Reality Of God And The Problem Of Evil

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Overview

An important new book on how we can still believe in a God of love and confront the problem of evil in the world. Probably the most important book on the subject since John Hick's book 'Evil and the God of Lovè.

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Evil is a strong word that people now employ fairly rarely. Many people believe these days that God is omnipotent,omniscient and good and that what we deem to be bad or evil in the world is no reason for abandoning belief in God. It is an intellectual or theoretical problem not one where the focus is on how one might bring about some desirable goal ( a practical matter).

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Professor Davies says we should tackle this problem by attending to the basics, by asking whether there is a God and then What is God? he starts by summarizing the arguments so far (from Seneca to the present day). He then moves to what he describes as the basics (see above) and demonstrates that much of what has been written about on the topic of evil is in fact irrelevant or just plain wrong.

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Finally, though many theologians argue that evil is a mystery, Davies argues that this too is wrong and a cop out. We should rather be concerned with the problem (or mystery) of good. The real issue is ' Why is there not more good than there i&sgrave;. From the discussion Aquinas emerges as a hero (as filtered through analytical philosophy) but many moderns thinkers do not emerge so well. Davies effectively picks holes int e arguments of Peter Geach, Paul Helm, Richard Swinburne and even Mary Baker Eddy.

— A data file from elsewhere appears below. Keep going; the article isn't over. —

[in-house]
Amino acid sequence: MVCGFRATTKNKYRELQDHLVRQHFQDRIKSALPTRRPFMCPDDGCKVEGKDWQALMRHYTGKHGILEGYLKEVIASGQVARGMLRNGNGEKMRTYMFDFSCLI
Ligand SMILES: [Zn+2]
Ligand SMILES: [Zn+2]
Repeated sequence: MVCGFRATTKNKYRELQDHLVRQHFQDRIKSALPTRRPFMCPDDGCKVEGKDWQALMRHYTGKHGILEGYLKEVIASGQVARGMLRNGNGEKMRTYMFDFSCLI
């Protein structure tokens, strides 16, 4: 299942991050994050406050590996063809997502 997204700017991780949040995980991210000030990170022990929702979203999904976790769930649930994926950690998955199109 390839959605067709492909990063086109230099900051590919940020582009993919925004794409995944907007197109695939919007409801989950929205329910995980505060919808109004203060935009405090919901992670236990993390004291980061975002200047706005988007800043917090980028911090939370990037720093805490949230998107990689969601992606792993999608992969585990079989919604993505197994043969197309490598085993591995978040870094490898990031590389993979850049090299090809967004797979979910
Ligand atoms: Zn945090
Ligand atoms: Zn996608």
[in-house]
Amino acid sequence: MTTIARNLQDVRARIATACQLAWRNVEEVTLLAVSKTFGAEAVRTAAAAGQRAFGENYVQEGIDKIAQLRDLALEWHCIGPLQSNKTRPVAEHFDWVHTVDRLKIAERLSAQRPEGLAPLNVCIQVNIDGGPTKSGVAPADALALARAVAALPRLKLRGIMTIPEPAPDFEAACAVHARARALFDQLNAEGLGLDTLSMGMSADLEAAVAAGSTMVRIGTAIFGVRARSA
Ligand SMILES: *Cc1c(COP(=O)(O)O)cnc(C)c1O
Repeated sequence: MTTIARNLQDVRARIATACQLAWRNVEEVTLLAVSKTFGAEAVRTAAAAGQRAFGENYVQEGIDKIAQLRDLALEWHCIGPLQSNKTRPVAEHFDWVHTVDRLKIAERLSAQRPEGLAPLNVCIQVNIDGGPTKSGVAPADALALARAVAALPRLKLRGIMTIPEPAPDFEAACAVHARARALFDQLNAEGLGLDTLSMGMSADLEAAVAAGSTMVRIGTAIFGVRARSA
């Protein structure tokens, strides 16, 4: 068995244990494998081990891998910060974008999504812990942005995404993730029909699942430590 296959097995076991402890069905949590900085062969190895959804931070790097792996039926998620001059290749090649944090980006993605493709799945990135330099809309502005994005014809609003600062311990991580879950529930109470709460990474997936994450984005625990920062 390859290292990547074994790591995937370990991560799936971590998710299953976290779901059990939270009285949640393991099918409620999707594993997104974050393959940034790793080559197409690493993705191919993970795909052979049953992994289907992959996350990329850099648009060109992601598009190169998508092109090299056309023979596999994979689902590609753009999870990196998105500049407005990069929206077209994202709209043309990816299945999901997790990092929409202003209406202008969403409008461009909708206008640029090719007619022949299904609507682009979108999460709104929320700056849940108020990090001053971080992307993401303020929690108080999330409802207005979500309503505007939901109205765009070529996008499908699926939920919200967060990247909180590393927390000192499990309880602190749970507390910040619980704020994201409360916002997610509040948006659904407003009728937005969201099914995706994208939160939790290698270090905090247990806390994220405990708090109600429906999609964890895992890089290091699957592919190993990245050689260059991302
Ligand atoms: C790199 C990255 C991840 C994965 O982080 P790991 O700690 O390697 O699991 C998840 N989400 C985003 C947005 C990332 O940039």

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This is a lively book on a tricky subject, written at all times with humour and much practical example.

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Editorial Reviews

Library Journal
How can a good God allow the tremendous evils that we see around us every day? Some would argue that the very existence of evil disproves the existence of God. Others would say that evil does not really exist. Davies (philosophy, Fordham Univ.) thinks that both of these approaches are faulty. Drawing on the philosophy of St. Thomas Aquinas but making it his own in a way that allows him to respond to more contemporary statements of the problem, Davies, a Dominican priest, does not try to explain away evil. Instead, he concentrates on showing that a recognition of the existence of evil does not preclude belief in a good God. This is a well-written consideration of a perennial topic, written by a veteran teacher who knows how to make abstract ideas understandable through the use of relevant examples. Readers looking for a more popular treatment of the topic, told from a Jewish perspective, would still do well to consult Harold Kushner's When Bad Things Happen to Good People. Recommended for academic and larger public libraries.-Augustine J. Curley, Newark Abbey, NJ Copyright 2006 Reed Business Information.
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Product Details

  • ISBN-13: 9780826492418
  • Publisher: Bloomsbury Academic
  • Publication date: 10/11/2006
  • Edition description: New Edition
  • Pages: 272
  • Sales rank: 848,414
  • Product dimensions: 5.50 (w) x 8.50 (h) x 0.57 (d)

Meet the Author


Brian Davies is Professor of Philosophy at Fordham University, New York, USA. His publications include An Introduction to the Philosophy of Religion (Oxford University Press, 3rd edition, 2003) and The Thought of Thomas Aquinas (Oxford University Press, 1992).
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Table of Contents

1. The Problem of Evil 2. God the Creator 3. Identifying God 4. God's Moral Standing 5. How Not to Exonerate God 6.Evil, Causation and God 7. Goodness Love and Reason 9. God, Evil and Goodness

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